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Tuesday Halolinks: The loss of Taveras, some minor moves

The Cardinal organization is dealing with the loss of one of their young stars.

Michael Thomas

This is the beginning of another week for me.  The way I look at it, another week closer to the beginning of the baseball season, but also another week closer to the landmine-filled days of holiday cheer.  It's like the holidays are the moat surrounding the island of baseball, something that has to be bridged in order to get to the Holy Grail, and something to be endured with sprinklings of news and events.  When's the winter meetings?  Ugh.

Here's a sprinkling of Halolinks:

  • A tragic loss for his family...both his real family and baseball family: When drama of World Series intersects with drama of Oscar Taveras and real life, we are reminded it truly is just a game - FOX Sports, "Meanwhile, the game continued. Erin Andrews texted me from her position near the Giants’ dugout that outfielder Juan Perez was crying. With help from our researchers, we determined that Perez had been teammates with Taveras in the Dominican winter league in 2012 and ’13. Perez would enter the game in the sixth inning as a pinch runner and hit a two-run double in the eighth to increase the Giants’ lead to 4-0. How he did it, I’ll never know."
  • The Angels made a couple minor moves:
    And: Brewers claim infielder Luis Jimenez off waivers from Angels - HardballTalk, "Jimenez appeared in 18 games with the Angels this season and batted just .162 (6-for-37) with two doubles and a 13/0 K/BB ratio. However, the 26-year-old owns a healthy .299/.335/.509 batting line over eight seasons in the minors and slugged 21 home runs over 117 games this season in Triple-A."  Jeff Fletcher points out some interesting tidbits: Angels lose Luis Jimenez on waivers - Orange County Register, "The Angels 40-man roster now stands at 38. They will have more moves to make in upcoming weeks, because Garrett Richards and Tyler Skaggs will need to be reinstated from the 60-day disabled list. The Angels also are likely to add players from the farm system to protect from the Rule 5 draft."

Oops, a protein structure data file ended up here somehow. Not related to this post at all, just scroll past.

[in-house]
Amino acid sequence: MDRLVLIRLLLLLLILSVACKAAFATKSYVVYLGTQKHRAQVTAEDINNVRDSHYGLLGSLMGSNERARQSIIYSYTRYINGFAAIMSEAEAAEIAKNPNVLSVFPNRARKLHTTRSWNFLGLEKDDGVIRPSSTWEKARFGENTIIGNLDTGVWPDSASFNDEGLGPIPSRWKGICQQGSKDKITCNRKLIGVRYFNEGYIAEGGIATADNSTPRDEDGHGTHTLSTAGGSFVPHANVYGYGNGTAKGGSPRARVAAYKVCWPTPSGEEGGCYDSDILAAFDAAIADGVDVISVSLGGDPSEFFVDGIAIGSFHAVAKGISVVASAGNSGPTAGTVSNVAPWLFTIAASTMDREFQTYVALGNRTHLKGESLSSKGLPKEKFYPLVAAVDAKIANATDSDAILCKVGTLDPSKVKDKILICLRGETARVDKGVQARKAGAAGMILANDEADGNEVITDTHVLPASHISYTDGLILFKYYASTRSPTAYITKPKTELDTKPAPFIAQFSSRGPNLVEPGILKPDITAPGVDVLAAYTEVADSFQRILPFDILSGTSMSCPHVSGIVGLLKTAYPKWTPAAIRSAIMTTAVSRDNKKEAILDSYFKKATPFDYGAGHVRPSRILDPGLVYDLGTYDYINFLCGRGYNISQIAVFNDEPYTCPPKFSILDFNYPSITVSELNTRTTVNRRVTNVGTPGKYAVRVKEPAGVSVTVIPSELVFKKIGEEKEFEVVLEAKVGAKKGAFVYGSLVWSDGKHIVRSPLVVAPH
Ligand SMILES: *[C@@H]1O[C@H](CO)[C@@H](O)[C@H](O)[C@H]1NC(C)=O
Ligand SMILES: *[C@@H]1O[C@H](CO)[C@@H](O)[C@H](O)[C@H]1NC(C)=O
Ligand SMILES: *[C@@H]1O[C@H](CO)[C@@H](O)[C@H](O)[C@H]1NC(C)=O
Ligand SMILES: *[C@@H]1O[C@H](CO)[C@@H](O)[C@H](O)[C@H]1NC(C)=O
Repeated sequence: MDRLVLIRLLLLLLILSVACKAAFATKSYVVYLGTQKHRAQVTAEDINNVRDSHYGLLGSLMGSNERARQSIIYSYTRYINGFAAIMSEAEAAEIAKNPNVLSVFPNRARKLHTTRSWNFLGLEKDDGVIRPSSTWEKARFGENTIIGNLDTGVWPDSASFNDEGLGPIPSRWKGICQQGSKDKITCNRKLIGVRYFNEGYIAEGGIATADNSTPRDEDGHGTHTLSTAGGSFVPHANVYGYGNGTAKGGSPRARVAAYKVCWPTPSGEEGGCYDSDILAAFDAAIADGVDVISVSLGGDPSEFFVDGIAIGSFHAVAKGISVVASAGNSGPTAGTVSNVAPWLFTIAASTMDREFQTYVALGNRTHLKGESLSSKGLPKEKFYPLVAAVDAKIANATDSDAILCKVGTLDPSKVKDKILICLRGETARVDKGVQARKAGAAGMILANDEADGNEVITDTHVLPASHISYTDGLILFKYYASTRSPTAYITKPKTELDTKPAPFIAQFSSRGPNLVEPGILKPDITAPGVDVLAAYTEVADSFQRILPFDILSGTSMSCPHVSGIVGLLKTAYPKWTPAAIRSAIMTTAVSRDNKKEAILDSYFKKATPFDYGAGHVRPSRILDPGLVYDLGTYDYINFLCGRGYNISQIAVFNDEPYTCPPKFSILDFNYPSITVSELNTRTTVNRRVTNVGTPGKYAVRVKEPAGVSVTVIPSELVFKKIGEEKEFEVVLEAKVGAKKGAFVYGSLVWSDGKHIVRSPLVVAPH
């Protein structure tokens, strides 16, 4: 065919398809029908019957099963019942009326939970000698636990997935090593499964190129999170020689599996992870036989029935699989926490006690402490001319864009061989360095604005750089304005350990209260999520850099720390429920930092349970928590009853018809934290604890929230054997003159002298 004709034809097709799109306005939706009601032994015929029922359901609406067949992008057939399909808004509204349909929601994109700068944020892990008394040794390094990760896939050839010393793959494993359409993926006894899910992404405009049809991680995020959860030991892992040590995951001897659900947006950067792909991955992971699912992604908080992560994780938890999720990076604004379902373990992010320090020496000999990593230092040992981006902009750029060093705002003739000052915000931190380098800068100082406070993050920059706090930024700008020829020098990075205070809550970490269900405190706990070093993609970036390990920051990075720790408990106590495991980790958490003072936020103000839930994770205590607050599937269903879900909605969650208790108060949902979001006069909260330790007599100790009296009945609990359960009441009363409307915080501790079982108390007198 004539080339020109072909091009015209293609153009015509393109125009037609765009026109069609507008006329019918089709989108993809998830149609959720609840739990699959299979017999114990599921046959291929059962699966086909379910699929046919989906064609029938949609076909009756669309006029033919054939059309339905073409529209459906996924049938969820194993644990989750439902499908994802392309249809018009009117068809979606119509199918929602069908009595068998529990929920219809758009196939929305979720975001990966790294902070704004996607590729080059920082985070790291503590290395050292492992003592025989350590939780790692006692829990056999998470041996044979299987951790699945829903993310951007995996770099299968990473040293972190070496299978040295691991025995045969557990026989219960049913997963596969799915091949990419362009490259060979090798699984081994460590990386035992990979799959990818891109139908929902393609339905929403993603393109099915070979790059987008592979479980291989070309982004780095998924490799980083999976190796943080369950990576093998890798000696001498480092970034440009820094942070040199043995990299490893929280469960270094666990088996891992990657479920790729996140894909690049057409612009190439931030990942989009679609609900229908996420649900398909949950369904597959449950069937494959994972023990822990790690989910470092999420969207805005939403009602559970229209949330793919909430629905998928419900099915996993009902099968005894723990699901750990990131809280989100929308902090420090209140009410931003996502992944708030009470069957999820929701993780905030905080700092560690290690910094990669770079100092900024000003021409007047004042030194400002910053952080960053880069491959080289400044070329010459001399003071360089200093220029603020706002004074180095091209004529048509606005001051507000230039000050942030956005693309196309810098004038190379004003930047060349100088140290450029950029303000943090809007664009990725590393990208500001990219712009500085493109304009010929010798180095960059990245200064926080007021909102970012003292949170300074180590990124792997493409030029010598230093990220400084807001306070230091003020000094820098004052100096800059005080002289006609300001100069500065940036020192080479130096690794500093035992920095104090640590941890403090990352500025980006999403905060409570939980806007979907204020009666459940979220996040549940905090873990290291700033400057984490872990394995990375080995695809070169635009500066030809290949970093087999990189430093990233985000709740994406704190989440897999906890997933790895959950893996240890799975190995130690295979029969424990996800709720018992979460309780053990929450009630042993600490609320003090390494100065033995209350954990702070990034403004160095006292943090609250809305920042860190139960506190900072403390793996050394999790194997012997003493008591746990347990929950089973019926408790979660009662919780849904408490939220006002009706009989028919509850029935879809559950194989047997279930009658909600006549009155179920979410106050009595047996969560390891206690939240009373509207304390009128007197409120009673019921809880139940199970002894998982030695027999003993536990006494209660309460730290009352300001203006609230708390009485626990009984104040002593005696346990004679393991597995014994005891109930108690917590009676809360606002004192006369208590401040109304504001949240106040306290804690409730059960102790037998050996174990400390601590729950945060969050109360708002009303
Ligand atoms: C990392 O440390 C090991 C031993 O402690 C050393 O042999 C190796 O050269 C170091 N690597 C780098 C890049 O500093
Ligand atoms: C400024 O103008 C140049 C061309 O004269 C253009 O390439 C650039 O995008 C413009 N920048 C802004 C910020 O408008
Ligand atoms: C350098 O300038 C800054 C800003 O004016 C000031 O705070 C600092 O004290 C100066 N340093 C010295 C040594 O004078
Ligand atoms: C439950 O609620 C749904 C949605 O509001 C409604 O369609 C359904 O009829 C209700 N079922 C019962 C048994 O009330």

• Someone is asking the right question: Is Joe Maddon a good in-game manager? - Beyond the Box Score, "Joe Maddon appears to be able to take all the pieces given to him and generate success. He joined the Rays in 2006 and had them in the World Series by 2008 -- not bad for a team whose previous high-water mark for wins had been 70. From 2008 until this year, he had a winning record every season. Granted, he was working for a franchise that had no lower than the eighth pick in the first round of the draft to select players like B.J. Upton, David Price and Evan Longoria, but talent needs to be coached into success."  And then ESPN puts out their dumb take on managing: MLB -- It's time to back off on manager bashing - ESPN, "We all know the difference between right- and left-handed averages [for him]. He just did a great job of hitting the ball up the middle with the bases loaded, and it was just a great at-bat." That's the thing. Yost knew the percentages. He played the percentages. He went with a reliever who came through for him the previous game. Sandoval rose to the challenge while Finnegan did not. That's competition. That's sport. That's baseball. As Yost said, "It just didn't work tonight. It doesn't work every night, you know." He's right. The metrics are not absolute. The players are human -- not lines of code. Some nights a managerial move works. Some nights it doesn't."
  • Hey look, Mike Napoli's not such a bad defender afterall: The 2014 American League Gold Glove Awards, Strictly by the Numbers - FanGraphs Baseball, "Last year, Napoli led all American League first basemen in combined UZR and DRS and wasn’t named a finalist. This year, Napoli led all American League first basemen in combined UZR and DRS and, again, wasn’t named a finalist. Two consecutive years of both metrics agreeing Napoli is the American League’s best defensive first baseman makes it hard to believe otherwise."